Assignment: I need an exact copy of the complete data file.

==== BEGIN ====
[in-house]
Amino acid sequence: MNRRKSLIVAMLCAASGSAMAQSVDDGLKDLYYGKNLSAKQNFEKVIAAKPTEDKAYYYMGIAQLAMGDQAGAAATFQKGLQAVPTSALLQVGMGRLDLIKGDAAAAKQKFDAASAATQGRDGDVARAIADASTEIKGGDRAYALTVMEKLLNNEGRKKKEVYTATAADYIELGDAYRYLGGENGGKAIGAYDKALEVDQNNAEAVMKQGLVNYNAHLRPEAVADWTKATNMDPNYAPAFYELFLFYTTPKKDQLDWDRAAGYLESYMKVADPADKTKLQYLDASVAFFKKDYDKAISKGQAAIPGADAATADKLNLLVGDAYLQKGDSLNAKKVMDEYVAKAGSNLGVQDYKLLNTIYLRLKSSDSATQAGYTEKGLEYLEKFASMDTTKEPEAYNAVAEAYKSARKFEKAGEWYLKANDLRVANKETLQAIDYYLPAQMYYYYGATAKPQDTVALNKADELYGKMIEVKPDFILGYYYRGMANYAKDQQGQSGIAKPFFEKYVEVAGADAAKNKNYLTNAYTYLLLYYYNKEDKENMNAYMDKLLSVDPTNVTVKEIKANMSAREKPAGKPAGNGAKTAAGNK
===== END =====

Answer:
[in-house]
Amino acid sequence: MNRRKSLIVAMLCAASGSAMAQSVDDGLKDLYYGKNLSAKQNFEKVIAAKPTEDKAYYYMGIAQLAMGDQAGAAATFQKGLQAVPTSALLQVGMGRLDLIKGDAAAAKQKFDAASAATQGRDGDVARAIADASTEIKGGDRAYALTVMEKLLNNEGRKKKEVYTATAADYIELGDAYRYLGGENGGKAIGAYDKALEVDQNNAEAVMKQGLVNYNAHLRPEAVADWTKATNMDPNYAPAFYELFLFYTTPKKDQLDWDRAAGYLESYMKVADPADKTKLQYLDASVAFFKKDYDKAISKGQAAIPGADAATADKLNLLVGDAYLQKGDSLNAKKVMDEYVAKAGSNLGVQDYKLLNTIYLRLKSSDSATQAGYTEKGLEYLEKFASMDTTKEPEAYNAVAEAYKSARKFEKAGEWYLKANDLRVANKETLQAIDYYLPAQMYYYYGATAKPQDTVALNKADELYGKMIEVKPDFILGYYYRGMANYAKDQQGQSGIAKPFFEKYVEVAGADAAKNKNYLTNAYTYLLLYYYNKEDKENMNAYMDKLLSVDPTNVTVKEIKANMSAREKPAGKPAGNGAKTAAGNK